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Obesity May Make Anesthesia Riskier

But It's Still Safe for Obese People to Undergo Anesthesia, Study Shows
WebMD Health News
Reviewed by Louise Chang, MD

Oct. 26, 2005 -- Obesity may raise the risk of complications from anesthesia, a new study shows.

However, obese patients are "very safe" undergoing anesthesia, researcher James Blum, MD, says in a news release.

If that sounds like a contradiction, take a look at Blum's study.

Blum is a resident physician in the University of Michigan's anesthesiology department. He and his colleagues reviewed records of more than 25,000 surgery patients at an unnamed academic medical center.

Most patients -- overweight or not -- had no problem with anesthesia. However, there were 380 reported cases of problems with anesthesia. Obese patients accounted for a significant proportion of those cases.

The findings were presented in Atlanta at the annual meeting of the American Society of Anesthesiologists.

Few Had Problems

All of the participants were adults. Most patients were overweight or obese, based on body mass index (BMI). Only a third of the patients were of normal BMI.

The study doesn't note what type of surgery they had, or any other facts about their health.

The majority had no complications from anesthesia. But the few that did have complications included a sizeable number of obese patients.

Researcher's Comments

"We have found compelling evidence that obese patients are very safe undergoing an anesthetic, but our preliminary data suggest that they are at a greater risk for airway, respiratory, and other complications," says Blum in the news release.

Some of those complications involved problems with placement of breathing tubes. Medical staff may have had trouble inserting breathing tubes in obese patients, or they may have had to reinsert breathing tubes in such patients, the study shows.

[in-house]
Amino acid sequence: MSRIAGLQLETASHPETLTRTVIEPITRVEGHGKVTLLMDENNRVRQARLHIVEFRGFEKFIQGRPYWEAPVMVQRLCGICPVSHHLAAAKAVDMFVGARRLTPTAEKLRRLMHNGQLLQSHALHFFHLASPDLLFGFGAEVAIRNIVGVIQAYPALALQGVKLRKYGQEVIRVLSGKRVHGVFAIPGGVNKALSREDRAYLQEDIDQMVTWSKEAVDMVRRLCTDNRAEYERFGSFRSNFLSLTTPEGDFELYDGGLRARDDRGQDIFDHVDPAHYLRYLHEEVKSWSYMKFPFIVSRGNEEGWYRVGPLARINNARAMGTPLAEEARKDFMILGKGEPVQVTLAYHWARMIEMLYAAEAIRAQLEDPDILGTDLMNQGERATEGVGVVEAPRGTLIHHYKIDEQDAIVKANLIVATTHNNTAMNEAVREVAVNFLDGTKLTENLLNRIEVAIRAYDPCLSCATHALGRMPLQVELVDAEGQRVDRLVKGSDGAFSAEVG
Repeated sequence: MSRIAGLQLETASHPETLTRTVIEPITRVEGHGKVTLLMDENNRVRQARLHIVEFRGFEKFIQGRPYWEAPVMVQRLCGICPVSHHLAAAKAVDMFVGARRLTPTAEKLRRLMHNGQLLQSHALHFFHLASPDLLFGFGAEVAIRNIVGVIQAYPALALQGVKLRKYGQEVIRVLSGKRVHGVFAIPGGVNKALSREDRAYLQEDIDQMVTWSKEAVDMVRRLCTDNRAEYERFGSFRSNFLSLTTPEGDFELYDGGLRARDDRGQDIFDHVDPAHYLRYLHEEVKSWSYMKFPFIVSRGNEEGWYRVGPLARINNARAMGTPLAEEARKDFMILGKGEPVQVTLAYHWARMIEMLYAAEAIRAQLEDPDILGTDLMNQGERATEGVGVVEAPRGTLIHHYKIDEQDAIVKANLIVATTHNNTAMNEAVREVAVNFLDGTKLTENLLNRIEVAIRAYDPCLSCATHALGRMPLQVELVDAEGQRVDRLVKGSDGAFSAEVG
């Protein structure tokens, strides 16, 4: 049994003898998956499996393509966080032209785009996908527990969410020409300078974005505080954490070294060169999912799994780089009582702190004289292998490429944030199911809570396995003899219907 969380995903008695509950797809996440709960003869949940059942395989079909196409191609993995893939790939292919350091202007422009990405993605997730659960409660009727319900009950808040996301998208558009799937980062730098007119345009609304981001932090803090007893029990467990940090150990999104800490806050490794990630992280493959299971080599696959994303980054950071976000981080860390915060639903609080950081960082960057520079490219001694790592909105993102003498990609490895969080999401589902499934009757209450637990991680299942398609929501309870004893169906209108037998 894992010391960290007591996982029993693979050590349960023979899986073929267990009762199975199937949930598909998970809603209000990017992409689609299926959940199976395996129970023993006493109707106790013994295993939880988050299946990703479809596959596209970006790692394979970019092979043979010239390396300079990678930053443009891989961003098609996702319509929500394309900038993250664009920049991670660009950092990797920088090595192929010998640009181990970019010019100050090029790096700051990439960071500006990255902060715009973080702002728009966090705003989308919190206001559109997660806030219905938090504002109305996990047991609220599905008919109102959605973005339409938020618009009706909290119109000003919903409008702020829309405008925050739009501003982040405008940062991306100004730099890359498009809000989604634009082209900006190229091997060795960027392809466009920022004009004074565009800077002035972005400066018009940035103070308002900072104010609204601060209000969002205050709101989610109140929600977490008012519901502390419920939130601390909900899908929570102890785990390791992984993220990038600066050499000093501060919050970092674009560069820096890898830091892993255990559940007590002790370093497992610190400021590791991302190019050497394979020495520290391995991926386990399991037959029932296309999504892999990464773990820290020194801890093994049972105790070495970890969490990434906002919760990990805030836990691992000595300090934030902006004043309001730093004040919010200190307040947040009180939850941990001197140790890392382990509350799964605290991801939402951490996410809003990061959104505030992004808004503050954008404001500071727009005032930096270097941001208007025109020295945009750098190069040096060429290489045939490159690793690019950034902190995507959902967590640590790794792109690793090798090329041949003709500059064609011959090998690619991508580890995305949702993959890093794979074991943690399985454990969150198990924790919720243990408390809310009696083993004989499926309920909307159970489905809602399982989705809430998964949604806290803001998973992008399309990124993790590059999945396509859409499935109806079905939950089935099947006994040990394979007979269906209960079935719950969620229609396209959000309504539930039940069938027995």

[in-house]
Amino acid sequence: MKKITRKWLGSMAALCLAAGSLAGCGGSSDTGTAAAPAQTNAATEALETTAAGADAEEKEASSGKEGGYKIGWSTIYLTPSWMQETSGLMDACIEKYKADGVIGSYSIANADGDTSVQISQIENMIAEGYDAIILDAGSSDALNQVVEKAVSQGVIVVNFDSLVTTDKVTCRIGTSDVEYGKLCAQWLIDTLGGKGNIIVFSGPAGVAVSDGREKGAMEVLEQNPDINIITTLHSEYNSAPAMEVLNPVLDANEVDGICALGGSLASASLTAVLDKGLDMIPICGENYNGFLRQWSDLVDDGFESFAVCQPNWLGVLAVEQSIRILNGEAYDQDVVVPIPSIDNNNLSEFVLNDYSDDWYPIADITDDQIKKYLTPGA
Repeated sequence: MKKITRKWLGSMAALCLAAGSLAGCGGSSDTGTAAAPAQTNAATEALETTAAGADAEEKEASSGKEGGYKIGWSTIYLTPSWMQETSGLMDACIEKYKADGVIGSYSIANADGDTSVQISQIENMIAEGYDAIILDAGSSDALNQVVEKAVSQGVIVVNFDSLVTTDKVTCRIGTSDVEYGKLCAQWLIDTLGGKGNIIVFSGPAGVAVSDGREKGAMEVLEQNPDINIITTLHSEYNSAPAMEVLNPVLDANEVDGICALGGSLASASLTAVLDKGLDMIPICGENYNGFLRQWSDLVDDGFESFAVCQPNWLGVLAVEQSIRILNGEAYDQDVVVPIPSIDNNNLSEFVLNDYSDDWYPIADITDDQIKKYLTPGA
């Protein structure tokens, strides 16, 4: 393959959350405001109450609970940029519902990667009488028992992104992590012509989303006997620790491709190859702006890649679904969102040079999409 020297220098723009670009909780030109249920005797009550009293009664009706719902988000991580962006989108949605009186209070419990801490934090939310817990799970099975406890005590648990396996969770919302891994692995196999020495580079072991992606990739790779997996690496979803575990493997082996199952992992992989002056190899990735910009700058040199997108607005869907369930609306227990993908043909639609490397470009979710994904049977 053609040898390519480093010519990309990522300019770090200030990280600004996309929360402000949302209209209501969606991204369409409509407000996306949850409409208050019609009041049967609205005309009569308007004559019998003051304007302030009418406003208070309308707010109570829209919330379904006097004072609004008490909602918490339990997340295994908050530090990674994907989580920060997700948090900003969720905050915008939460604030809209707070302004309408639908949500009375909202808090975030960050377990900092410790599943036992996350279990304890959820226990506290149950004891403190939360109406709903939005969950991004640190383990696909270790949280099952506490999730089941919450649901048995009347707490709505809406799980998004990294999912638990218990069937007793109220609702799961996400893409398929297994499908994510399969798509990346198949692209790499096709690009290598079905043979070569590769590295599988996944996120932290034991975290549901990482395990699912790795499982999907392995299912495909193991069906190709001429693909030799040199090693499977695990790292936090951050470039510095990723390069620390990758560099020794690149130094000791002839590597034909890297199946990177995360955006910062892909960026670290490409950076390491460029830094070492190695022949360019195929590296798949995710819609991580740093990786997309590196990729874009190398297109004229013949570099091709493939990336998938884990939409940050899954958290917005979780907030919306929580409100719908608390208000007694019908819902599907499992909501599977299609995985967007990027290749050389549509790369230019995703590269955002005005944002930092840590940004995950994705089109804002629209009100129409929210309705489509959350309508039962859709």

There was also an association with dental injuries. Less common problems included strokes, collapsed lung, and cardiac ischemia (cramping of the heart muscle due to a lack of oxygen-rich blood).

Understanding the Risks

Three out of 10 U.S. adults aged 20 and older are obese. That's more than 60 million people, according to CDC data from 1999 to 2002.

Add in people who are overweight but not obese, and the figure soars to 65% of U.S. adults. That means most U.S. adults are overweight or obese.

That's based on BMI. A BMI of 30 or more is obese. A BMI of 25 or more is considered overweight. BMI is calculated based on weight and height.

Obesity has become much more common in recent decades. It's not surprising, then, that Blum's team notes "an increasing number of obese patients presenting for surgery."

Obese patients should be counseled before surgery about their increased risk of complications from anesthesia, write the researchers.

They also call for continued studies to check how obese patients fare with anesthesia.

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